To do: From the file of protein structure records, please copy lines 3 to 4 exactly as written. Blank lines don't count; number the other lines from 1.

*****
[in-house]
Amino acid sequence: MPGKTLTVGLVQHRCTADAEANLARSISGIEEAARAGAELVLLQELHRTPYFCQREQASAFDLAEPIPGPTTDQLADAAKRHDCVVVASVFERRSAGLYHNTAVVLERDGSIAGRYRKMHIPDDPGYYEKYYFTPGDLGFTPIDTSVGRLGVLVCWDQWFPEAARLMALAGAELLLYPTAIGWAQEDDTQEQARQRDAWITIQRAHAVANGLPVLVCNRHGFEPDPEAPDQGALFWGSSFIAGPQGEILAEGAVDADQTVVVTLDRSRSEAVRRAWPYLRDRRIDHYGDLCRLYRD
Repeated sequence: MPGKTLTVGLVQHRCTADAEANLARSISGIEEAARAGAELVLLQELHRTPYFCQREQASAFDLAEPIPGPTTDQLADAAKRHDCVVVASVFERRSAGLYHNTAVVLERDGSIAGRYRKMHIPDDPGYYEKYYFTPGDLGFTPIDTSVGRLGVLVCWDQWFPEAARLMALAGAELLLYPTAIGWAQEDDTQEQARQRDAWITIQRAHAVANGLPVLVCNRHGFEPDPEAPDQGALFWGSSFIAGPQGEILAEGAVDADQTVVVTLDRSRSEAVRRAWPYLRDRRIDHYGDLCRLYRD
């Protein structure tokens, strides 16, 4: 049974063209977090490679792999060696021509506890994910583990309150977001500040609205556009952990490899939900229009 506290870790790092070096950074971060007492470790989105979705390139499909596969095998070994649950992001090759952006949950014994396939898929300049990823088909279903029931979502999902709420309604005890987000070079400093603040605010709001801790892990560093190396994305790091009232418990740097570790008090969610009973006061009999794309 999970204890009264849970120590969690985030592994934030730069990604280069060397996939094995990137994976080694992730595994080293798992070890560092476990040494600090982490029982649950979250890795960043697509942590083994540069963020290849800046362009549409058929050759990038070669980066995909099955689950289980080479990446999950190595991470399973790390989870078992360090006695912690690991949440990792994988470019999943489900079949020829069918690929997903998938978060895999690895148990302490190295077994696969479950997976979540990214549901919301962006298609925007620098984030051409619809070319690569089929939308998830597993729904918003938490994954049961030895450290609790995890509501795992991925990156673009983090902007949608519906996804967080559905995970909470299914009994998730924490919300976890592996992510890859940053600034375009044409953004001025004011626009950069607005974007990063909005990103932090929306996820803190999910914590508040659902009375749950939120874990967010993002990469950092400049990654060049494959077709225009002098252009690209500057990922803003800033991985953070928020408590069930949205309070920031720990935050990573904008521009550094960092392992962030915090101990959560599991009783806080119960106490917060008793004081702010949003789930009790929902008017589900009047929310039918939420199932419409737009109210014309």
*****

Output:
Repeated sequence: MPGKTLTVGLVQHRCTADAEANLARSISGIEEAARAGAELVLLQELHRTPYFCQREQASAFDLAEPIPGPTTDQLADAAKRHDCVVVASVFERRSAGLYHNTAVVLERDGSIAGRYRKMHIPDDPGYYEKYYFTPGDLGFTPIDTSVGRLGVLVCWDQWFPEAARLMALAGAELLLYPTAIGWAQEDDTQEQARQRDAWITIQRAHAVANGLPVLVCNRHGFEPDPEAPDQGALFWGSSFIAGPQGEILAEGAVDADQTVVVTLDRSRSEAVRRAWPYLRDRRIDHYGDLCRLYRD
């Protein structure tokens, strides 16, 4: 049974063209977090490679792999060696021509506890994910583990309150977001500040609205556009952990490899939900229009 506290870790790092070096950074971060007492470790989105979705390139499909596969095998070994649950992001090759952006949950014994396939898929300049990823088909279903029931979502999902709420309604005890987000070079400093603040605010709001801790892990560093190396994305790091009232418990740097570790008090969610009973006061009999794309 999970204890009264849970120590969690985030592994934030730069990604280069060397996939094995990137994976080694992730595994080293798992070890560092476990040494600090982490029982649950979250890795960043697509942590083994540069963020290849800046362009549409058929050759990038070669980066995909099955689950289980080479990446999950190595991470399973790390989870078992360090006695912690690991949440990792994988470019999943489900079949020829069918690929997903998938978060895999690895148990302490190295077994696969479950997976979540990214549901919301962006298609925007620098984030051409619809070319690569089929939308998830597993729904918003938490994954049961030895450290609790995890509501795992991925990156673009983090902007949608519906996804967080559905995970909470299914009994998730924490919300976890592996992510890859940053600034375009044409953004001025004011626009950069607005974007990063909005990103932090929306996820803190999910914590508040659902009375749950939120874990967010993002990469950092400049990654060049494959077709225009002098252009690209500057990922803003800033991985953070928020408590069930949205309070920031720990935050990573904008521009550094960092392992962030915090101990959560599991009783806080119960106490917060008793004081702010949003789930009790929902008017589900009047929310039918939420199932419409737009109210014309």